Why the BSA should be involved

Like in the 2008 financial crisis, this dispute exposes the social basis and material consequences of the adoption of particular economic and accounting practices. It also highlights the increasing orientation of our sector to the market and takes place in a context of deteriorating conditions of employment. This is the background to why so many of us are participating in strike action. Excitingly, our participation in this action is opening up new possibilities that highlight alternative ways of being sociologists and academics in the UK. The BSA should be part of that transformation.

Rachel Cohen
Irena Grugulis
Paul Stewart
Jonathan Preminger
Dawn Lyon
Maria Adamson
Vanessa Gash
Mel Simms
Rebecca Taylor
Lynne Pettinger
Vanesa Fuertes
Scott Taylor
Sundari Anitha
Réka Plugor
Harry Pitts
Ben Fincham
Tim Strangleman
Jane Parry
Silke Roth
Abigail Marks
Vanessa Beck
Wendy Olsen
Susan Halford

The Power of Association: please add your voice

The BSA acts as a collective voice for sociologists. To do this we need evidence about what matters to our membership. If you are in a pre-92 (USS) HE institution, please fill in this quick anonymous survey to provide some information and your views about the current UCU industrial action.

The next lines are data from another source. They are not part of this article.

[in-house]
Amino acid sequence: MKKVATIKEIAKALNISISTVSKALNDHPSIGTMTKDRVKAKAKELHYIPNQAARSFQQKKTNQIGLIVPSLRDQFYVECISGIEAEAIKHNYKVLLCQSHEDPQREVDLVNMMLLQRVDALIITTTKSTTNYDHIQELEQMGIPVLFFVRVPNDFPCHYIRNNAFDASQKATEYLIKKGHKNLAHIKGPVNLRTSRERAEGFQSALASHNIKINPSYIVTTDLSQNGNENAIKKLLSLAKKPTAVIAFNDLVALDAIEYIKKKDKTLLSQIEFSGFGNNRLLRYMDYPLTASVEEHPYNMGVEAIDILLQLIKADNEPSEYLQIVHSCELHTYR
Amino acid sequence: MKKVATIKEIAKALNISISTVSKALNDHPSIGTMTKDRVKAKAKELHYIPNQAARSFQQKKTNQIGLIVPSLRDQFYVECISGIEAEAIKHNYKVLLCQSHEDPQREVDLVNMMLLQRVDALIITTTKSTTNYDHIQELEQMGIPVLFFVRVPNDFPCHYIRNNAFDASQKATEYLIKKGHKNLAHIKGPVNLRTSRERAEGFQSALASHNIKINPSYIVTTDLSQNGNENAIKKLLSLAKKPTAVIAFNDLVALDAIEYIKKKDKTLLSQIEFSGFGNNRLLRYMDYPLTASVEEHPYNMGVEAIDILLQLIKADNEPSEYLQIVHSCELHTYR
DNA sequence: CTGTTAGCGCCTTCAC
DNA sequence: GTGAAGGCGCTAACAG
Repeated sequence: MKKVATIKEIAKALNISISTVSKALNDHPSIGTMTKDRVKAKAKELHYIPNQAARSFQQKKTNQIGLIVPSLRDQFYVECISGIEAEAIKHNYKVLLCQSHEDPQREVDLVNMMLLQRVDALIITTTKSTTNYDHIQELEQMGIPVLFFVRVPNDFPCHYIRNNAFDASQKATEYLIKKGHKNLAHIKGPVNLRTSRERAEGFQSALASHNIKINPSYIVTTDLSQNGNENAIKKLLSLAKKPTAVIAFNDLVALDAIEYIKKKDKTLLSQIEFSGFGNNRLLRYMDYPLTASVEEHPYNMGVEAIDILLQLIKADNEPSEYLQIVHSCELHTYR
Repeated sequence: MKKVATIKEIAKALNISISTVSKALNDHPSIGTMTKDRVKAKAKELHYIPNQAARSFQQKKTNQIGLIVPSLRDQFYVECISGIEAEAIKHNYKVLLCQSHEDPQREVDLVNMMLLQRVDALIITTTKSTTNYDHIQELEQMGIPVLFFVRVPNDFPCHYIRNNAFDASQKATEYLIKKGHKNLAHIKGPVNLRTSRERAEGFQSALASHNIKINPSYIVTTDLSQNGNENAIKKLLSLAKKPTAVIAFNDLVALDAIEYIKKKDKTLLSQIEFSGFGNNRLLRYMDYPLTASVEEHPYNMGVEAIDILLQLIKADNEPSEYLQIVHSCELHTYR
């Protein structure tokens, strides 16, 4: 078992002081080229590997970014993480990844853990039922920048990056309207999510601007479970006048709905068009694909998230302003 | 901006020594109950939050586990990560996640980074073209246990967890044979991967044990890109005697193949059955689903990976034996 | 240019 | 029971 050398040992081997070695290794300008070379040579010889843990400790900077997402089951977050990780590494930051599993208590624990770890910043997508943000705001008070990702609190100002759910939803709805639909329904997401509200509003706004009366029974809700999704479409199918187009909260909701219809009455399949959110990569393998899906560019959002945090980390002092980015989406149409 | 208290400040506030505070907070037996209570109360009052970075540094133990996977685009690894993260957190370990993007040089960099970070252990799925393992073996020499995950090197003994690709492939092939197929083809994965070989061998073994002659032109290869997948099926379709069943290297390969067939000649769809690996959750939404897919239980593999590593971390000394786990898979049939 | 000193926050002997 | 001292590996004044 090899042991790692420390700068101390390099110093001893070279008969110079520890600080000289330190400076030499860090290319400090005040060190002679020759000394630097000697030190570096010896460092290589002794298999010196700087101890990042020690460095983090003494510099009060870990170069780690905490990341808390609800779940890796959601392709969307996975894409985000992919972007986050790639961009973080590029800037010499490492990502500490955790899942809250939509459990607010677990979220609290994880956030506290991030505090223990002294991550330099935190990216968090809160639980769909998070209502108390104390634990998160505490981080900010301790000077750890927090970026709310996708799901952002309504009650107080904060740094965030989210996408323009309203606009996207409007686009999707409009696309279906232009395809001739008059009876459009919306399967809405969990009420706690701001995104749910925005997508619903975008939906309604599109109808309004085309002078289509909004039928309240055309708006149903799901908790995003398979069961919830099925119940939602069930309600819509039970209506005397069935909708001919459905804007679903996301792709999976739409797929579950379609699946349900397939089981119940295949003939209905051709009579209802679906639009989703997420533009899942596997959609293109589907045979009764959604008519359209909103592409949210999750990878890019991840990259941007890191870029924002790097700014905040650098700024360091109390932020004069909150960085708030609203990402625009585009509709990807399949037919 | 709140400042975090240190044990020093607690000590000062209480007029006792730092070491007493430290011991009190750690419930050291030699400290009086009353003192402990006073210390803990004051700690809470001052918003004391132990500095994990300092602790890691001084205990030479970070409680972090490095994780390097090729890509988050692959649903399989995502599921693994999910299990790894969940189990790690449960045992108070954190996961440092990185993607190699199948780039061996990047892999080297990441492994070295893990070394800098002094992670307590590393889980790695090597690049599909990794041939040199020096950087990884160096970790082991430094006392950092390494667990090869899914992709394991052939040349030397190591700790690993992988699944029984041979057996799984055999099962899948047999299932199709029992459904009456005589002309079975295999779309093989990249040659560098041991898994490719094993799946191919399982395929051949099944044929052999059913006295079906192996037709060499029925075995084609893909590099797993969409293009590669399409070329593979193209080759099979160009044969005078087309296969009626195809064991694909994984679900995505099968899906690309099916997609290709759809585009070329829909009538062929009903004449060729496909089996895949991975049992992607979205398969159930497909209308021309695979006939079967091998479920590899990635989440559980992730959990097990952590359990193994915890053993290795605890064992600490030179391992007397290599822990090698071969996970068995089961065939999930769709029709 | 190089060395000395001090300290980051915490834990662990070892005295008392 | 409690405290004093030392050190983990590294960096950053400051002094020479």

Short individual statements:

The sociology writers that have inspired me are those who show how people still manage to be social even when the structures that face them seem to deny them key elements of their sociality. I’m thinking here of James Scott’s great argument in Domination and the Arts of Resistance, and wonderful ethnographies like Claire Stacey’s The Caring Self. I’ve also been inspired by Charles Lemert’s lovely book, Social Things, and his argument that we should look for how people are everyday sociologists.

We should be everyday sociologists, not just academic sociologists.

We should manage to be social even when structures seem to deny us space to be so. We can and should show solidarity with each other in institutions that increasingly undermine collegiality. We can stand for the principle of social resourcing of pensions when faced by neo-liberal accounting systems that lead us inevitably towards individualisation.

If we want to be everyday sociologists, we should be support the UCU pensions strike.

Marek Korczynski, University of Nottingham